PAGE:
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dc.contributor.authorZheng, Yudi
dc.contributor.authorBulej, Lubomír
dc.contributor.authorBinder, Walter
dc.contributor.editorKnoop, Jens
dc.contributor.editorZdun, Uwe
dc.date.accessioned2017-06-21T07:37:21Z
dc.date.available2017-06-21T07:37:21Z
dc.date.issued2016
dc.identifier.isbn978-3-88579-646-6
dc.identifier.issn1617-5468
dc.description.abstractMany programming languages are implemented on top of a managed runtime system, such as the Java Virtual Machine (JVM) or the .NET CLR, featuring an optimizing dynamic (just-intime) compiler. Programs written in those languages are first interpreted (or compiled by a baseline compiler), whereas frequently executed methods are later compiled by the optimizing dynamic compiler. Common feedback-directed optimizations [AHR02] performed by state-of-the-art dynamic compilers, such as the optimizing compiler in the Jikes RVM [Ar00] or Graal [Op], include method inlining and stack allocation of objects based on (partial) escape analysis [Ch99, SWM14], amongst others. Such optimizations result in compiled machine code that does not perform certain operations present at the bytecode level. In the case of inlining, method invocations are removed. In the case of stack allocation, heap allocations are removed and pressure on the garbage collector is reduced. Many profiling tools are implemented using bytecode instrumentation techniques, inserting profiling code into programs at the bytecode level. However, because dynamic compilation is transparent to the instrumented program, a profiler based on bytecode instrumentation techniques is not aware of the optimizations performed by the dynamic compiler. Prevailing profilers based on bytecode instrumentation suffer from two serious limitations: (1) over-profiling of code that is optimized (and in the extreme case completely removed) by the dynamic compiler, and (2) perturbation of the compiler optimizations due to the inserted instrumentation code. We present a novel technique to make profilers implemented with bytecode instrumentation techniques aware of the optimization decisions of the dynamic compiler, and to make the dynamic compiler aware of inserted profiling code. Our technique enables profilers which collect dynamic metrics that (1) correspond to an execution of the base profiling (w.r.t. the applied compiler optimizations), and (2) properly reflect the impact of dynamic compiler optimizations. We implement our approach in a state-of-the-art Java virtual machine and demonstrate its significance with concrete profilers. We quantify the impact of escape analysis on allocation profiling, object lifetime analysis, and the impact of method inlining on callsite profiling. We illustrate how our approach enables new kinds of profilers, such as a profiler for non-inlined callsites, and a testing framework for locating performance bugs in dynamic compiler implementations. This work was originally presented at OOPSLA'15 [ZBB15], where it received a Distinguished Paper Award as well as an endorsement from the Artifact Evaluation Committee for having submitted an easy-to-use, well-documented, consistent, and complete artifact4. In the meantime, the work has been integrated into the Graal project.en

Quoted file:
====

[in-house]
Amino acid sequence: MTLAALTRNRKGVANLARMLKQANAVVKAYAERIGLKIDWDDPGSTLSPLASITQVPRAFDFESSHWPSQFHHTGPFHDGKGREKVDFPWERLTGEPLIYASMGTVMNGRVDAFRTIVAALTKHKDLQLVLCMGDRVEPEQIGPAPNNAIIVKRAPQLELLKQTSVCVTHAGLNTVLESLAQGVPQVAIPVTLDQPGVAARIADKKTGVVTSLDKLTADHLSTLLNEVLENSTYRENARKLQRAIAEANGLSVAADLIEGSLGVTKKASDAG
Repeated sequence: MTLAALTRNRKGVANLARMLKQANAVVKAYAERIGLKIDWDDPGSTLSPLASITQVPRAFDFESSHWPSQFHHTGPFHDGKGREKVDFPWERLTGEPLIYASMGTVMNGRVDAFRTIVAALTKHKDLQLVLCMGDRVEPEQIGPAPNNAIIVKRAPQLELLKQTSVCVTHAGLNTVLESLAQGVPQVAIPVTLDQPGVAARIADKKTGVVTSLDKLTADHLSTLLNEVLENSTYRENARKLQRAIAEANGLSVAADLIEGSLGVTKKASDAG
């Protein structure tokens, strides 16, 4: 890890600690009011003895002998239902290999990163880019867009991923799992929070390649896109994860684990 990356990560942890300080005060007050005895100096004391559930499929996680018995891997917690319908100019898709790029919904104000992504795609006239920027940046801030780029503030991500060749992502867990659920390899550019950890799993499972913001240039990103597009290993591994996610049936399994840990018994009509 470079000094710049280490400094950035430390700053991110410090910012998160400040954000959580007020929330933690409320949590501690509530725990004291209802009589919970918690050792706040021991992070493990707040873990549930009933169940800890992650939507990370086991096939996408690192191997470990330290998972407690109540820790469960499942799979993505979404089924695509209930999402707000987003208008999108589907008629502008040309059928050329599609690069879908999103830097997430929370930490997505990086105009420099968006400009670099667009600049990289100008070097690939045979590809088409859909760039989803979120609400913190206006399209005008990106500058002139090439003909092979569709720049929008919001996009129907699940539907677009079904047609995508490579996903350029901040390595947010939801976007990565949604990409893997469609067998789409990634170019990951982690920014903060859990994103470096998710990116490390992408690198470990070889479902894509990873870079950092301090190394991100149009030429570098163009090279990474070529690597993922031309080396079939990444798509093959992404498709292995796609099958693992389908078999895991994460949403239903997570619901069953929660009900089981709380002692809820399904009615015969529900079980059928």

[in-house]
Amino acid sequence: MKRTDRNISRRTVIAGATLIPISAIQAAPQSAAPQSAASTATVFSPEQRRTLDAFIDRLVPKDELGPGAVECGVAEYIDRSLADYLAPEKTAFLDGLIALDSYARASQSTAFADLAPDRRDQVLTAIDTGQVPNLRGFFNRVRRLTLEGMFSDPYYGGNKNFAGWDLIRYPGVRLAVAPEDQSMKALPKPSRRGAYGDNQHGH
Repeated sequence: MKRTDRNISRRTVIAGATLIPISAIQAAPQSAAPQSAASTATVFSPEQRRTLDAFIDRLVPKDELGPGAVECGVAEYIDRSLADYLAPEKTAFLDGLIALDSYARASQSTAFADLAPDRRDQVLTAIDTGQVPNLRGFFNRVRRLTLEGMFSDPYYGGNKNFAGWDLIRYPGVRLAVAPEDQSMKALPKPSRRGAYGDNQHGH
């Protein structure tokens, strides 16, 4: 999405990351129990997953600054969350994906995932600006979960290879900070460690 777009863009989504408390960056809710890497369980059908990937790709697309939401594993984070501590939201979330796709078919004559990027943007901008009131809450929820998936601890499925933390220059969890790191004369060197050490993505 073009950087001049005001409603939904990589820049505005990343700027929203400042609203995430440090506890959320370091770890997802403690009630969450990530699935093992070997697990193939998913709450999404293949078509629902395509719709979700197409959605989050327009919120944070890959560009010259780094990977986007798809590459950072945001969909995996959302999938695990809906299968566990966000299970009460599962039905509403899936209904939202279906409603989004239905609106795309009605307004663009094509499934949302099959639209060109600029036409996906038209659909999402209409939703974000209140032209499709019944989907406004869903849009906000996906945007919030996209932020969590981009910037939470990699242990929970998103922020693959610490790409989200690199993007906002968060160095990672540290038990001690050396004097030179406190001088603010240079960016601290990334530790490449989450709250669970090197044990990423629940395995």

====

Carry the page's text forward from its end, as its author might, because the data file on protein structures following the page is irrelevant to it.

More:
dc.language.isoen
dc.publisherGesellschaft für Informatik e.V.
dc.relation.ispartofSoftware Engineering 2016
dc.relation.ispartofseriesLecture Notes in Informatics (LNI) - Proceedings, Volume P-252
dc.titleAccurate profiling in the presence of dynamic compilationen
dc.typeText/Conference Paper
dc.pubPlaceBonn
mci.reference.pages21-22
mci.conference.locationWien
mci.conference.date23.-26. Februar 2016


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